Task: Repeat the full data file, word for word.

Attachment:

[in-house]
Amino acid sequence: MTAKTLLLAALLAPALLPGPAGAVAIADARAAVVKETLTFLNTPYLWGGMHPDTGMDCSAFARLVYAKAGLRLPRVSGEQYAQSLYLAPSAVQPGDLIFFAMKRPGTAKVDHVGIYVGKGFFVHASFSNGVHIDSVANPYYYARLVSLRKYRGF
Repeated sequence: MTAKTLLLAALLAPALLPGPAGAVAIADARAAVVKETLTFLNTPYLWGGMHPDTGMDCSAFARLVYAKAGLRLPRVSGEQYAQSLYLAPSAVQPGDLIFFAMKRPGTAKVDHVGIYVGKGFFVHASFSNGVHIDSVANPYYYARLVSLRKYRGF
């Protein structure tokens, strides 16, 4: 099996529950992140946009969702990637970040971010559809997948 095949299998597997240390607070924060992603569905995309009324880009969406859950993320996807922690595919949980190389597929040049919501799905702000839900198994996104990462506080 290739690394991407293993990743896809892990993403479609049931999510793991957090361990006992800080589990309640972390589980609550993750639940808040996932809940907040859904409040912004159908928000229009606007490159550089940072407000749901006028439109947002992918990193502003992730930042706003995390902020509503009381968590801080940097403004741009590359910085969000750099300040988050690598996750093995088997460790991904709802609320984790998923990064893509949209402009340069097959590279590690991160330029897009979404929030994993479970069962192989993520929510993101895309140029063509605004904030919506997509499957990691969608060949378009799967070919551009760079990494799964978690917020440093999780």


[in-house]
Amino acid sequence: MTAKTLLLAALLAPALLPGPAGAVAIADARAAVVKETLTFLNTPYLWGGMHPDTGMDCSAFARLVYAKAGLRLPRVSGEQYAQSLYLAPSAVQPGDLIFFAMKRPGTAKVDHVGIYVGKGFFVHASFSNGVHIDSVANPYYYARLVSLRKYRGF
Repeated sequence: MTAKTLLLAALLAPALLPGPAGAVAIADARAAVVKETLTFLNTPYLWGGMHPDTGMDCSAFARLVYAKAGLRLPRVSGEQYAQSLYLAPSAVQPGDLIFFAMKRPGTAKVDHVGIYVGKGFFVHASFSNGVHIDSVANPYYYARLVSLRKYRGF
């Protein structure tokens, strides 16, 4: 099996529950992140946009969702990637970040971010559809997948 095949299998597997240390607070924060992603569905995309009324880009969406859950993320996807922690595919949980190389597929040049919501799905702000839900198994996104990462506080 290739690394991407293993990743896809892990993403479609049931999510793991957090361990006992800080589990309640972390589980609550993750639940808040996932809940907040859904409040912004159908928000229009606007490159550089940072407000749901006028439109947002992918990193502003992730930042706003995390902020509503009381968590801080940097403004741009590359910085969000750099300040988050690598996750093995088997460790991904709802609320984790998923990064893509949209402009340069097959590279590690991160330029897009979404929030994993479970069962192989993520929510993101895309140029063509605004904030919506997509499957990691969608060949378009799967070919551009760079990494799964978690917020440093999780």